Dozens killed, many trapped after Taiwan train derails in tunnel

Aljazeera – At least 36 people were reported killed and dozens injured after a packed express train derailed in a tunnel in eastern Taiwan on Friday morning, authorities said, in the worst train crash on the island in at least 40 years.

The transport ministry said some 40 injured passengers had already been sent to hospital with others in the process of being admitted. About people are thought to remain trapped.

At least 70 other people are also believed to be trapped in the wreckage.

Emergency services earlier reported “multiple persons with no vital signs” of life.

The Central Emergency Operation Center said rescuers were trying to get to four carriages inside the tunnel that were badly damaged and difficult to access.

A brief video released by the centre from inside the tunnel showed rescuers arriving on the scene and a twisted carriage door.

Images showed an injured passenger being stretched out of the crash scene, her head and neck in a brace, passengers gathering suitcases and bags in a tilted, derailed carriage and others walking out of the tunnel on the roof of the train.

The eight carriage train, on its way from Taipei to Taitung and carrying 350 people, came off the tracks at 9:28 am (01:28 GMT) in a tunnel north of Hualien, according to the Taiwan Railways Administration. The service was so busy that some people were forced to stand and thrown through the air as it derailed.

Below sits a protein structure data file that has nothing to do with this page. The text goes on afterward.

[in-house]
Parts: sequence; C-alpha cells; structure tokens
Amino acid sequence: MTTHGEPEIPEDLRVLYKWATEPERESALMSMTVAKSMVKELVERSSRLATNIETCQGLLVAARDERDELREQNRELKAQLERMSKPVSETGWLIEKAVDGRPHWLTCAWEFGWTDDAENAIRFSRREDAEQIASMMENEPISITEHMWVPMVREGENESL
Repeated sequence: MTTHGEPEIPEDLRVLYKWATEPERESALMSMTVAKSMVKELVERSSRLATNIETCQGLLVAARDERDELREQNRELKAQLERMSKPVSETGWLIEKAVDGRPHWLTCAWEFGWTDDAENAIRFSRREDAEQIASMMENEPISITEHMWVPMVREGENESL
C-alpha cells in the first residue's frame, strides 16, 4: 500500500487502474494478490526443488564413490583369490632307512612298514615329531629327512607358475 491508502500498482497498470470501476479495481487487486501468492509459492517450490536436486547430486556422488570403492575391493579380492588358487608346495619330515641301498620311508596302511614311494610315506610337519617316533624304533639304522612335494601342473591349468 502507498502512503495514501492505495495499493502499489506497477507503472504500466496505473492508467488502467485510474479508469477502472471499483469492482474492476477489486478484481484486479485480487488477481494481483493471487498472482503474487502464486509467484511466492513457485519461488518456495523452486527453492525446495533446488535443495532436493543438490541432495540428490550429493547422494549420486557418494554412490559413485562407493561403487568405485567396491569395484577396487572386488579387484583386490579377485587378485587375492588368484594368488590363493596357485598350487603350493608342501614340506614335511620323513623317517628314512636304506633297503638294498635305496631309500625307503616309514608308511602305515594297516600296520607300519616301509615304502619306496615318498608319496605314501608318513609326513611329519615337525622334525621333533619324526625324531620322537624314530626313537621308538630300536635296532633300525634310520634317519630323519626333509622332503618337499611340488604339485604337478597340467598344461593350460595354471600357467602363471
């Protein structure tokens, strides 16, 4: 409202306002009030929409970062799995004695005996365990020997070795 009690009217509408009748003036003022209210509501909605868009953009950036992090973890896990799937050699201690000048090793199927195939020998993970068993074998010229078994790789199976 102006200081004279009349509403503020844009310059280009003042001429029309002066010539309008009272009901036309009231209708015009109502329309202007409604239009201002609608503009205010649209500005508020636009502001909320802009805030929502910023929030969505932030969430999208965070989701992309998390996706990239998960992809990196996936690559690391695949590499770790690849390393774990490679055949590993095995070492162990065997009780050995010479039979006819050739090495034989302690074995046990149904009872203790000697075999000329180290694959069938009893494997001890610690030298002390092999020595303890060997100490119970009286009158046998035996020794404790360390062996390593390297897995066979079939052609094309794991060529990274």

Taiwan’s minister of transport and communications Lin Chia-lung said on Twitter he was on his way to the scene of the accident.

“I have instructed the Taiwan Railways to set up a first-level disaster response center,” he said. “I am also rushing to the response center.”

A preliminary investigation suggested that the train hit a truck belonging to an engineering maintenance team, which had rolled onto the track after its brakes failed, Taiwan Railways said.

Cars two and three appeared to have jumped the tracks, and smashed into the tunnel wall, Taiwan’s Central News Agency (CNA) reported.

On Twitter, the island’s president Tsai Ing-wen said emergency services had been “fully mobilized” to rescue and assist passengers and railway staff.

“We will continue to do everything we can to ensure their safety in the wake of this heartbreaking incident,” she wrote.

Friday marks the start of tomb-sweeping day, known as Qing Ming, and the beginning of a long holiday weekend in Taiwan when thousands of people usually to travel across the island to clean the graves of their ancestors and use their free time to visit popular tourist sites like Taroko National Park.

Hualien is a popular scenic town next to eastern Taiwan’s famed Taroko Gorge, and Taiwan’s eastern railway line, which opened in 1978, is a popular tourist draw because of its dramatic coast line and scenery.

One passenger, with the family name of Wu, told CNA he recalled the accident as a bang. When he woke up, the train had stopped and passengers were using their mobile phones to find their way around. He said the car in which he was travelling was badly damaged, but that they managed to escape into the tunnel after about an hour. Another passenger told the agency that she had used her luggage to smash the train window and escape.

Taiwan’s last major railway accident was in 2018 when a passenger train in eastern Taiwan’s Yilan derailed, leaving 18 people dead.

In 1990, 30 were killed in Miaoli when two trains collided. More than 100 people were injured.

Construction on the island’s railway network first began in the late 19th century and accelerated during Japanese colonial rule.

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